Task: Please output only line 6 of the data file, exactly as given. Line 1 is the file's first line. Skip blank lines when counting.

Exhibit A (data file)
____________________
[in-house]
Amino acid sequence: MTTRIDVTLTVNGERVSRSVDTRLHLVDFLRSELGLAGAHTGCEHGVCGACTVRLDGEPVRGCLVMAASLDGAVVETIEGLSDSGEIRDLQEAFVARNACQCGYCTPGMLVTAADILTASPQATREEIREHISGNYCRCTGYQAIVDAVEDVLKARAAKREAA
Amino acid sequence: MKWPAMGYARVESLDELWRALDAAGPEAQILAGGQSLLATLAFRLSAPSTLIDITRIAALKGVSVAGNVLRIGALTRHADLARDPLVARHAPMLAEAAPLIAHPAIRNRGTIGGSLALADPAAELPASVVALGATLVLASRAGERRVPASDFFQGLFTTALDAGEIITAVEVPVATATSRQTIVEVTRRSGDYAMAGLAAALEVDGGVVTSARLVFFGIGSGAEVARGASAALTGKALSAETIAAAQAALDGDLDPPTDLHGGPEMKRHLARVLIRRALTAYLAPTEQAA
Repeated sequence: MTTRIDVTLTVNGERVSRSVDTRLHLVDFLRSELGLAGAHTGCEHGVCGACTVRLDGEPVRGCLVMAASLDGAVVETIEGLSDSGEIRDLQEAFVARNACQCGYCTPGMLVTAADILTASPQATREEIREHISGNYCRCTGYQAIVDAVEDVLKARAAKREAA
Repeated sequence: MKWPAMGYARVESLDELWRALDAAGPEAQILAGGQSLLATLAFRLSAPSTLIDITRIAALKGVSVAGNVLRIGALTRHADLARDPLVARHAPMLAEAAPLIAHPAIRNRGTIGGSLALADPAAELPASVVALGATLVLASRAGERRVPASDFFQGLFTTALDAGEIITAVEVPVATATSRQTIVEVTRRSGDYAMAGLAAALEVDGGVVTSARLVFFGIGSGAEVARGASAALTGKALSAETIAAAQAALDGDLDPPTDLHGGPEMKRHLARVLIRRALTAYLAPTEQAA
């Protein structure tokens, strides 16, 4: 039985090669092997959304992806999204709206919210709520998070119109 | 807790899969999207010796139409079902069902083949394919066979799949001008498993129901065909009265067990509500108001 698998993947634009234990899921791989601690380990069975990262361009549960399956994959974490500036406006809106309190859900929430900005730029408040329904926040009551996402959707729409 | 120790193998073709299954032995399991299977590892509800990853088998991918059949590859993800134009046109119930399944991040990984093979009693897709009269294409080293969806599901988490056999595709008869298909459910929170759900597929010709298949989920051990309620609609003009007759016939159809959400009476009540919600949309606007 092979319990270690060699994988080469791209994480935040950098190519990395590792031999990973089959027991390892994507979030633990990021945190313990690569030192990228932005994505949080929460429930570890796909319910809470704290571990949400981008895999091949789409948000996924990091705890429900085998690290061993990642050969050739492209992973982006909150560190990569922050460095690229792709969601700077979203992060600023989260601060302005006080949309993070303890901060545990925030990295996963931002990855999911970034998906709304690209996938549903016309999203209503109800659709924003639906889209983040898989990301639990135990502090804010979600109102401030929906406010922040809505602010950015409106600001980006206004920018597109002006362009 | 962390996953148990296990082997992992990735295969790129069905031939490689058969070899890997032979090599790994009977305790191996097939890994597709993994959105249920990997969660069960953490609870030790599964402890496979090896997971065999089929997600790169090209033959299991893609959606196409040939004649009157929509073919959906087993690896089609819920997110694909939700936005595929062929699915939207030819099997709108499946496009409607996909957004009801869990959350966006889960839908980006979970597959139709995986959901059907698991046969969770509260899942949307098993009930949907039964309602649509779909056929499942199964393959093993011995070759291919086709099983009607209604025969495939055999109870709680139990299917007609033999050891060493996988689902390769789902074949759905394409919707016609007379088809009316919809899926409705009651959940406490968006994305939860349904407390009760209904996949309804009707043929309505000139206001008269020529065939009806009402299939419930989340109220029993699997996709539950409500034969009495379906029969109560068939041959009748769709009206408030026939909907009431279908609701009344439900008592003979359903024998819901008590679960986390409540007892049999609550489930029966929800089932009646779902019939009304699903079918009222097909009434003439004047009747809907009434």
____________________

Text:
């Protein structure tokens, strides 16, 4: 039985090669092997959304992806999204709206919210709520998070119109 | 807790899969999207010796139409079902069902083949394919066979799949001008498993129901065909009265067990509500108001 698998993947634009234990899921791989601690380990069975990262361009549960399956994959974490500036406006809106309190859900929430900005730029408040329904926040009551996402959707729409 | 120790193998073709299954032995399991299977590892509800990853088998991918059949590859993800134009046109119930399944991040990984093979009693897709009269294409080293969806599901988490056999595709008869298909459910929170759900597929010709298949989920051990309620609609003009007759016939159809959400009476009540919600949309606007 092979319990270690060699994988080469791209994480935040950098190519990395590792031999990973089959027991390892994507979030633990990021945190313990690569030192990228932005994505949080929460429930570890796909319910809470704290571990949400981008895999091949789409948000996924990091705890429900085998690290061993990642050969050739492209992973982006909150560190990569922050460095690229792709969601700077979203992060600023989260601060302005006080949309993070303890901060545990925030990295996963931002990855999911970034998906709304690209996938549903016309999203209503109800659709924003639906889209983040898989990301639990135990502090804010979600109102401030929906406010922040809505602010950015409106600001980006206004920018597109002006362009 | 962390996953148990296990082997992992990735295969790129069905031939490689058969070899890997032979090599790994009977305790191996097939890994597709993994959105249920990997969660069960953490609870030790599964402890496979090896997971065999089929997600790169090209033959299991893609959606196409040939004649009157929509073919959906087993690896089609819920997110694909939700936005595929062929699915939207030819099997709108499946496009409607996909957004009801869990959350966006889960839908980006979970597959139709995986959901059907698991046969969770509260899942949307098993009930949907039964309602649509779909056929499942199964393959093993011995070759291919086709099983009607209604025969495939055999109870709680139990299917007609033999050891060493996988689902390769789902074949759905394409919707016609007379088809009316919809899926409705009651959940406490968006994305939860349904407390009760209904996949309804009707043929309505000139206001008269020529065939009806009402299939419930989340109220029993699997996709539950409500034969009495379906029969109560068939041959009748769709009206408030026939909907009431279908609701009344439900008592003979359903024998819901008590679960986390409540007892049999609550489930029966929800089932009646779902019939009304699903079918009222097909009434003439004047009747809907009434």